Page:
As one who has witnessed this “church hopping” with dismay (especially in areas where one has lots of church options!), I find that what Wax has to say is important and needful. I trust you will too. Here is a part of what he wrote; find the rest at the Ligonier link above.

Whether your church situation is terrific or terrible right now, it’s the gospel that should direct and shape your decision to leave or stay in a church. Circumstances aren’t what matter most. Covenantal commitment to the body of Christ is what counts. And our commitments must be grounded in God’s unflagging commitment to us because of Jesus Christ’s work in our behalf.

But you don’t understand. The people in my church are really messed up.” True. But so are you. So am I. We are all sinners, saved only by the grace of a merciful God. We are all being slowly transformed into the image of Christ, and one way that God forms us into the image of His Son is to place us in hard situations where “loving one another” seems unnatural and costly.

If Christ remains committed to us, in spite of our continual failings, why should we not remain committed to Christ’s bride? In a difficult church situation, what looks more like Jesus: to hop to an easier church situation or to stick with a local congregation through the dark days?

Many people think their church’s problems are an obstacle standing in the way of their spiritual development. Usually, the opposite is true. It’s their commitment to their church, in spite of its problems, that is making them more like Jesus.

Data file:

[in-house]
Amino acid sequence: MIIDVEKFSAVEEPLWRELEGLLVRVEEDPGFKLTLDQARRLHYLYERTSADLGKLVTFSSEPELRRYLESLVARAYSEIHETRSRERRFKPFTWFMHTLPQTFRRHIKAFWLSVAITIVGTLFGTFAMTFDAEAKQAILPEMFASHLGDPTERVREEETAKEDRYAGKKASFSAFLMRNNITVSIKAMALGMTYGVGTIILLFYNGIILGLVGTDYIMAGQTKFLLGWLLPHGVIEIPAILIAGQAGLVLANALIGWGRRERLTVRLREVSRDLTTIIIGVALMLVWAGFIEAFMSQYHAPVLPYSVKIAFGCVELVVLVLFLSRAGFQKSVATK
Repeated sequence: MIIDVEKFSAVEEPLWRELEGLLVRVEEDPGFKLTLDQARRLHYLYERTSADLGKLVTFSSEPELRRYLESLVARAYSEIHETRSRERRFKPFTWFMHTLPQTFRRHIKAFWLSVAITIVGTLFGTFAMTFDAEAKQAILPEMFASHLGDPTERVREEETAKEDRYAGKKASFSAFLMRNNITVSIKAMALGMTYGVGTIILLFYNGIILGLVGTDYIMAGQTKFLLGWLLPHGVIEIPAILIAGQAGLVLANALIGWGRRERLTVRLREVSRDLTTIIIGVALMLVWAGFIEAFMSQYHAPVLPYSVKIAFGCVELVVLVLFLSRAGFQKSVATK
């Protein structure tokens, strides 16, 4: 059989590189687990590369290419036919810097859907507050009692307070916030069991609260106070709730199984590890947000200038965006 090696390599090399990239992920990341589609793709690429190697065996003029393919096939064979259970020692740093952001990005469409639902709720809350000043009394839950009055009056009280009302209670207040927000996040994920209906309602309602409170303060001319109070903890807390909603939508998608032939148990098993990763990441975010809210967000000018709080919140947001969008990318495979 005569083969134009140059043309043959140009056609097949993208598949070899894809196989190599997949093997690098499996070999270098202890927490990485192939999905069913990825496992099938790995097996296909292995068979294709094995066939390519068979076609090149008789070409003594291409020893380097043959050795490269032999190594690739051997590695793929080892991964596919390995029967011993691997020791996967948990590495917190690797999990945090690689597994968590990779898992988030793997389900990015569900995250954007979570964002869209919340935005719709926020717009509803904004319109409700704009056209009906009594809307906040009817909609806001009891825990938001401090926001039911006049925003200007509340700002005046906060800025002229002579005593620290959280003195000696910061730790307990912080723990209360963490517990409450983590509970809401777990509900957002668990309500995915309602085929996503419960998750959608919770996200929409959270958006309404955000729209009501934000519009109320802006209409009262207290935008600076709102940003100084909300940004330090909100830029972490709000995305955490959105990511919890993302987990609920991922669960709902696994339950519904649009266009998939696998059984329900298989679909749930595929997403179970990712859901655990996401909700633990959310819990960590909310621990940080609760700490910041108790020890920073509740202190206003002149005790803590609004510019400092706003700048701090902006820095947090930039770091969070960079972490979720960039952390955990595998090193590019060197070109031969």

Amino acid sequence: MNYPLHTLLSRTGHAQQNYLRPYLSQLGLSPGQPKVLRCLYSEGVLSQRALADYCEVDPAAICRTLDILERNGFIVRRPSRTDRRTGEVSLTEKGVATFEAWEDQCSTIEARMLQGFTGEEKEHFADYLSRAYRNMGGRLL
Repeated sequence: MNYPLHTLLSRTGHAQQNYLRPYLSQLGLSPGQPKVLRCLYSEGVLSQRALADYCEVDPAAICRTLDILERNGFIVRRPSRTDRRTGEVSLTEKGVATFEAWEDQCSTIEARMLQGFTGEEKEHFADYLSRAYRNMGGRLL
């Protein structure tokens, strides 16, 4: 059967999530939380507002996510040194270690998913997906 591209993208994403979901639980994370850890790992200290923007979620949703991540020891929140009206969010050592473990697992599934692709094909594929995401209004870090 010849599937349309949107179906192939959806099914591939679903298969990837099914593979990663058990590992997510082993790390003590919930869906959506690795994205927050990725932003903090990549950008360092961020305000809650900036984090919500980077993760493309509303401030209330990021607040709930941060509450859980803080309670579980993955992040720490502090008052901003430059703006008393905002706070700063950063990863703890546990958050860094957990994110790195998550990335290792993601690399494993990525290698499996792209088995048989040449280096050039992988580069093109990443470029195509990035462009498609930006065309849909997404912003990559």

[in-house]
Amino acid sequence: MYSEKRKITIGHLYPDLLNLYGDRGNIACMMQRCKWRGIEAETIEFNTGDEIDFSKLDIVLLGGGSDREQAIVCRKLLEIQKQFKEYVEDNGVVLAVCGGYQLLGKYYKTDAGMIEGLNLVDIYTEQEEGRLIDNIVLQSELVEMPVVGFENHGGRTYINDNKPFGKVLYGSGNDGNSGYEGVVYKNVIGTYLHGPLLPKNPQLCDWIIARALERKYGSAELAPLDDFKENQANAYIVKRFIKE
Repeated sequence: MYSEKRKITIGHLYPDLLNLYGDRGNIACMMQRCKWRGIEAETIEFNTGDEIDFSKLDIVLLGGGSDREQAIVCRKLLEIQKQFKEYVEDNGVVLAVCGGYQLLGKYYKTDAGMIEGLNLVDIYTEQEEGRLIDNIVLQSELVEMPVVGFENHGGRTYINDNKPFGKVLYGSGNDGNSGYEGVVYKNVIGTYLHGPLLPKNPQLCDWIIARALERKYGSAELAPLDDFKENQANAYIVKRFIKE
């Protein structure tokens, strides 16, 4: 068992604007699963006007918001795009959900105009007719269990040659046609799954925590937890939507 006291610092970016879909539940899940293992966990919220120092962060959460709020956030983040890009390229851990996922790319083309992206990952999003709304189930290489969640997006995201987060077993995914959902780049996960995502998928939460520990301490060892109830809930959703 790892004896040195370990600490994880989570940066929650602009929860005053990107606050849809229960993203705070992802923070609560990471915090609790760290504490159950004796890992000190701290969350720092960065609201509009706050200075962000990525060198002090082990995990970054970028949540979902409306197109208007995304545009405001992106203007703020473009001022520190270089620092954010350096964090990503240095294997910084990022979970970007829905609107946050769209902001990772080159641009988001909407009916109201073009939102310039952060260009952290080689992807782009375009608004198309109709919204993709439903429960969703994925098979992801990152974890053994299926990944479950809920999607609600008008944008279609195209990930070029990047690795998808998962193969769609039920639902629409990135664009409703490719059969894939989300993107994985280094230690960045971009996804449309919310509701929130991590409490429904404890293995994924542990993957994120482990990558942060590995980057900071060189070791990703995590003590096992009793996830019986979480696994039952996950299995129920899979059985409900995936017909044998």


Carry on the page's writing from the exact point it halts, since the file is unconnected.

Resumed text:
I’m not being fed here.” Perhaps God is challenging you about your tastes and preferences.

I’m not on the same page with the leadership right now.” Perhaps God is teaching you the virtue of willing submission, even when it doesn’t come naturally.

I’m not being useful here.” Perhaps God is removing certain activities from your life, so that your focus turns from what you are doing for God to a greater emphasis on the relationship you should be cultivating with God.

The grace of God is transformative. We are predestined to be conformed to the image of God’s Son. The heartbeat of every Christian should be to look more like Jesus. Just as the facial expressions and physical characteristics of two spouses begin to reflect one another after many years of marriage, we should look more like Jesus every day. But this transformation will not occur unless we stay committed to Christ’s people, challenging and encouraging others as they challenge and encourage us.

Discipleship is like a rock in a rock tumbler. The rock is shined the more it bumps up against all the other rocks and water. Over time, the process turns a rock into a gem. It’s easy to want out of a “rocky” church situation. The process of refinement is never pleasant, after all. But it is in our bumping up against the difficult trials in a church body that we are refined into beautiful gems that reflect the glory of our King.


Trevin Wax is editor of The Gospel Project at LifeWay Christian Resources and author of Counterfeit Gospels: Rediscovering the Good News in a World of False Hope and Holy Subversion.